Additionally, FIG. 19 illustrates another possible embodiment of the arm shape. As seen in FIG. 19, at least one of the arms may be formed as an approximately oval shaped arm 100. The oval shape of the arm helps to provide even more structural support of the arm when it is extended. It is also noted that any of the cross-sectional structures noted above can also be used for the oval shaped arm 100.

As best shown in FIG. 7, another feature of the embodiment disclosed is that the transverse cross-section of each arm segment is non-circular. Thus, for example, as shown in FIGS. 5 an 6 and more particularly shown in FIG. 7, the cross-section of the arm segment has an I-beam configuration and includes an upper longitudinal portion 32, a lower longitudinal portion 34 and a rib section 36. In the embodiment shown, the arm section 16 has two rib sections 36 thus defining three openings 38, 40 and 42.

While arms 14 and 16 have an I-beam like cross-section, it will be appreciated that any other geometric cross-sectional shape (based on spherical or aspherical geometry) may also be employed with the arm sections. For example, with reference to FIG. 8, four other embodiments of non-circular cross sections are shown including an oval or elliptical cross-section 44, a square cross-section 46, a cross-section in the form of a cross 48 and a triangular cross-section 50.

Significantly, the non-tubular arm sections are quite distinct from the arm sections used in the prior art including the prior art patents referenced in the background section above. In the prior art, such arms sections were typically tubular and would typically have a circular cross-section and be linear in the longitudinal direction. In accordance with this invention, however, the arm sections are non-tubular with respect to the longitudinal direction of the arm section and moreover, the cross-section is non-circular. The ability of the arm section to have a non-linear or non-tubular longitudinal length and more particularly the use of an arc or curved shape arm section leads to enhanced strength of the arm section by providing more material over a given length relative to a straight or linear tubular arm segment.

Thus, rigidity of the CMM is improved or at least maintained in comparison to the traditional tubular arm segments while providing access and repairability capabilities. Also, with increases in CMM accuracy, rigidity requirements are also increasing and are very important to proper functioning of the CMM

In a preferred embodiment, the arm segments are made from a moldable composite material, preferably a moldable carbon composite material and more preferably a moldable carbon composite having a low coefficient of thermal expansion. In one embodiment, the moldable composite is a carbon fiber filled epoxy resin. Again, the use of a moldable composite material for manufacturing the arm segments is in distinct contrast to the prior art wherein the typically tubular arm segments would be made from machined or cast metal or would be made from a tube manufactured by a resin impregnated carbon fiber wound on a mandrel. In fact, the use of a moldable composite more readily allows the arm segments to take on any longitudinal and cross-sectional shape having the desired properties since such arm segments can be machined into a mold with the arm segments then being manufactured by conventional molding processes. Furthermore, it is noted that the arm segments may be made by pressure molding as opposed to injection molding. Pressure molding can eliminate the need for release valves that are required in injection molding.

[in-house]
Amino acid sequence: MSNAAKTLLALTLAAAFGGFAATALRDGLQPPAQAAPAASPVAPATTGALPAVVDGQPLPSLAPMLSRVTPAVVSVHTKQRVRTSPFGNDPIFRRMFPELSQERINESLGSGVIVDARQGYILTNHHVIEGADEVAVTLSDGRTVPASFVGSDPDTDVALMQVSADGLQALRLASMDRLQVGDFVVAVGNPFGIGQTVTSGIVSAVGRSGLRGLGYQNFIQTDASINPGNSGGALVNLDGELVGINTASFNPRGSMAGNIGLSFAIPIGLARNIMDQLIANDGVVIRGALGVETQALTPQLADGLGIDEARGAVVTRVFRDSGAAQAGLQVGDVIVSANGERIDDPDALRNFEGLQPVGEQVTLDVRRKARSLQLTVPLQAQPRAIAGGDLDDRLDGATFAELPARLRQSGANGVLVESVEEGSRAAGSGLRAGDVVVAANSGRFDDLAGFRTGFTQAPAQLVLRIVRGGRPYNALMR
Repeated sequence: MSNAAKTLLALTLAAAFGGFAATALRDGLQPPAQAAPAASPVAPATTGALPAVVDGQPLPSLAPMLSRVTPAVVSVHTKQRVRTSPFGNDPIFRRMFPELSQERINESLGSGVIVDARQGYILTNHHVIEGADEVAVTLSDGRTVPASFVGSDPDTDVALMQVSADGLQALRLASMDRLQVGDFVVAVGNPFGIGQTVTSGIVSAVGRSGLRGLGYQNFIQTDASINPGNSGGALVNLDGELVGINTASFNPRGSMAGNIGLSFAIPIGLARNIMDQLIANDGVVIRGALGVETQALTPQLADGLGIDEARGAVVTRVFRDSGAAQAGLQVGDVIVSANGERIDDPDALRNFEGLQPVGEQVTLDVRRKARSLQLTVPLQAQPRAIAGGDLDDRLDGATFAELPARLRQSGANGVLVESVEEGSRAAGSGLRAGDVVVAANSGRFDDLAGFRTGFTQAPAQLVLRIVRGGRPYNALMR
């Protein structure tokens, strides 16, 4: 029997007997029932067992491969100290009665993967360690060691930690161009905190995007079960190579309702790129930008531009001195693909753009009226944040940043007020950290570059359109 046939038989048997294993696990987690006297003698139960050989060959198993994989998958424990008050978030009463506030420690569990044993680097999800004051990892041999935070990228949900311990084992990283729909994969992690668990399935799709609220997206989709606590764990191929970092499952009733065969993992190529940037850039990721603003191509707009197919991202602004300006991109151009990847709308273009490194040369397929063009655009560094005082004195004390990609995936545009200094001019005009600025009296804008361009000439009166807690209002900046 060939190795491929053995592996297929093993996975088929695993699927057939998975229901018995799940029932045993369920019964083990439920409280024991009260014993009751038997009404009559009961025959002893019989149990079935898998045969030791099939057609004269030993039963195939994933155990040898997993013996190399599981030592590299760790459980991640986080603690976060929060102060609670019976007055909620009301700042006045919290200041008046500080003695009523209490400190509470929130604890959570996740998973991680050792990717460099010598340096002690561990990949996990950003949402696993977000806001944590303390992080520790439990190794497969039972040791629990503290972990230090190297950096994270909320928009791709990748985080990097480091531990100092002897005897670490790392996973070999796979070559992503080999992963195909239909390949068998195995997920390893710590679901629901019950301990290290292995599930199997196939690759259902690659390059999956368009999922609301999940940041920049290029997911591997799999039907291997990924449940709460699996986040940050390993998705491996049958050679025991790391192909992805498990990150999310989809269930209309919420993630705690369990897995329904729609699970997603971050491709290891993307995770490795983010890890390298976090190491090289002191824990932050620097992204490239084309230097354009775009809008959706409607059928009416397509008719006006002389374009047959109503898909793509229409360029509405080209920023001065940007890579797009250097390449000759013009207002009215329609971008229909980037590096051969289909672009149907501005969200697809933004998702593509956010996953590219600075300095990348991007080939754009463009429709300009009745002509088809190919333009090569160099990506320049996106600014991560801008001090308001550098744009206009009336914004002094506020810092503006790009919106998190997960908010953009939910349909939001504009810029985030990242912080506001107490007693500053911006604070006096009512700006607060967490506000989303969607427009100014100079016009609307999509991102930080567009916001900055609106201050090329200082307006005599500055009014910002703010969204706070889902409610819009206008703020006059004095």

Still referring to FIGS. 5 and 6 and with reference to FIGS. 12-14, each arm segment 14, 16 includes an elbow 52, 54, respectively which is integrated onto one end of the arm segment. The use of an integrated elbow segment eliminates what in the prior art would have been a separate elbow segment and the need for an associated fastening system or union to connect the elbow segment to the arm segment. The fastening system or unions in the prior art add metal components with a higher coefficient of thermal expansion than a single carbon fiber component. Accordingly, using an integrated elbow formed from the aforementioned composite molding material and particularly a carbon fiber molded material acts to reduce thermal effects on the final CMM arm. This is because typical prior art construction using fasteners and other union means add metal components with a higher coefficient of thermal expansion than does a single carbon fiber component.